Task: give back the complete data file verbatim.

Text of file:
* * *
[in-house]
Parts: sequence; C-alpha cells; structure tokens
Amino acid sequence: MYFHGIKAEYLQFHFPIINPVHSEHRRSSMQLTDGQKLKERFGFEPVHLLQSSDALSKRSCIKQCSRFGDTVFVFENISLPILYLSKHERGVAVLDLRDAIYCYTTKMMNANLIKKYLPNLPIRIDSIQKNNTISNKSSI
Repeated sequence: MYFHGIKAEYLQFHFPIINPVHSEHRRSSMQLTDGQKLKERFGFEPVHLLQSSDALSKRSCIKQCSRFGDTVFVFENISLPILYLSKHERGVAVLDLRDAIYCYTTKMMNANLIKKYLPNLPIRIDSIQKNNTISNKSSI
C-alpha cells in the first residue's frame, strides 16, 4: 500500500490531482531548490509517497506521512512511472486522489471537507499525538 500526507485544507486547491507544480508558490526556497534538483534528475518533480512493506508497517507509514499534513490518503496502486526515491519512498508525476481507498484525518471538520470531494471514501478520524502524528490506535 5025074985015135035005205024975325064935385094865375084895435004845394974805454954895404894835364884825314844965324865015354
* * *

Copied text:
[in-house]
Parts: sequence; C-alpha cells; structure tokens
Amino acid sequence: MYFHGIKAEYLQFHFPIINPVHSEHRRSSMQLTDGQKLKERFGFEPVHLLQSSDALSKRSCIKQCSRFGDTVFVFENISLPILYLSKHERGVAVLDLRDAIYCYTTKMMNANLIKKYLPNLPIRIDSIQKNNTISNKSSI
Repeated sequence: MYFHGIKAEYLQFHFPIINPVHSEHRRSSMQLTDGQKLKERFGFEPVHLLQSSDALSKRSCIKQCSRFGDTVFVFENISLPILYLSKHERGVAVLDLRDAIYCYTTKMMNANLIKKYLPNLPIRIDSIQKNNTISNKSSI
C-alpha cells in the first residue's frame, strides 16, 4: 500500500490531482531548490509517497506521512512511472486522489471537507499525538 500526507485544507486547491507544480508558490526556497534538483534528475518533480512493506508497517507509514499534513490518503496502486526515491519512498508525476481507498484525518471538520470531494471514501478520524502524528490506535 5025074985015135035005205024975325064935385094865375084895435004845394974805454954895404894835364884825314844965324865015354